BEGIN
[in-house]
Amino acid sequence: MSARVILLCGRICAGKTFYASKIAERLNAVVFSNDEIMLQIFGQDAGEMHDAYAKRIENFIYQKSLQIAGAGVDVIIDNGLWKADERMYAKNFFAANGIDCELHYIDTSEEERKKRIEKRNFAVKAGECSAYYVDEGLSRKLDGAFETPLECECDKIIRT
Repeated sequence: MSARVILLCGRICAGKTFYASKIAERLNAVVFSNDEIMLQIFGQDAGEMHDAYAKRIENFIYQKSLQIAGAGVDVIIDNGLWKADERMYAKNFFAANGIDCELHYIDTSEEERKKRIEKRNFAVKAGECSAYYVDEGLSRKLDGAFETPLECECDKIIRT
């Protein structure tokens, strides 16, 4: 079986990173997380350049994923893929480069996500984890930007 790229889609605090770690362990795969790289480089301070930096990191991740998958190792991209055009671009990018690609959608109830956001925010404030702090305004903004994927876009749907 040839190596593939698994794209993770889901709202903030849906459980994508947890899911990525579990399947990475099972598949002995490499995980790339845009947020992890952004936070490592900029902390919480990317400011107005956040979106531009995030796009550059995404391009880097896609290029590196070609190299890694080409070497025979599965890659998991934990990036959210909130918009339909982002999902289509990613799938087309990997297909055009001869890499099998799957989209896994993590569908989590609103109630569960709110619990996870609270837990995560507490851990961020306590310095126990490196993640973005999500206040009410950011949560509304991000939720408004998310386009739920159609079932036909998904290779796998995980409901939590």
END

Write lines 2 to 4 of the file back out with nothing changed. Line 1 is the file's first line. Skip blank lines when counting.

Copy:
Amino acid sequence: MSARVILLCGRICAGKTFYASKIAERLNAVVFSNDEIMLQIFGQDAGEMHDAYAKRIENFIYQKSLQIAGAGVDVIIDNGLWKADERMYAKNFFAANGIDCELHYIDTSEEERKKRIEKRNFAVKAGECSAYYVDEGLSRKLDGAFETPLECECDKIIRT
Repeated sequence: MSARVILLCGRICAGKTFYASKIAERLNAVVFSNDEIMLQIFGQDAGEMHDAYAKRIENFIYQKSLQIAGAGVDVIIDNGLWKADERMYAKNFFAANGIDCELHYIDTSEEERKKRIEKRNFAVKAGECSAYYVDEGLSRKLDGAFETPLECECDKIIRT
């Protein structure tokens, strides 16, 4: 079986990173997380350049994923893929480069996500984890930007 790229889609605090770690362990795969790289480089301070930096990191991740998958190792991209055009671009990018690609959608109830956001925010404030702090305004903004994927876009749907 040839190596593939698994794209993770889901709202903030849906459980994508947890899911990525579990399947990475099972598949002995490499995980790339845009947020992890952004936070490592900029902390919480990317400011107005956040979106531009995030796009550059995404391009880097896609290029590196070609190299890694080409070497025979599965890659998991934990990036959210909130918009339909982002999902289509990613799938087309990997297909055009001869890499099998799957989209896994993590569908989590609103109630569960709110619990996870609270837990995560507490851990961020306590310095126990490196993640973005999500206040009410950011949560509304991000939720408004998310386009739920159609079932036909998904290779796998995980409901939590």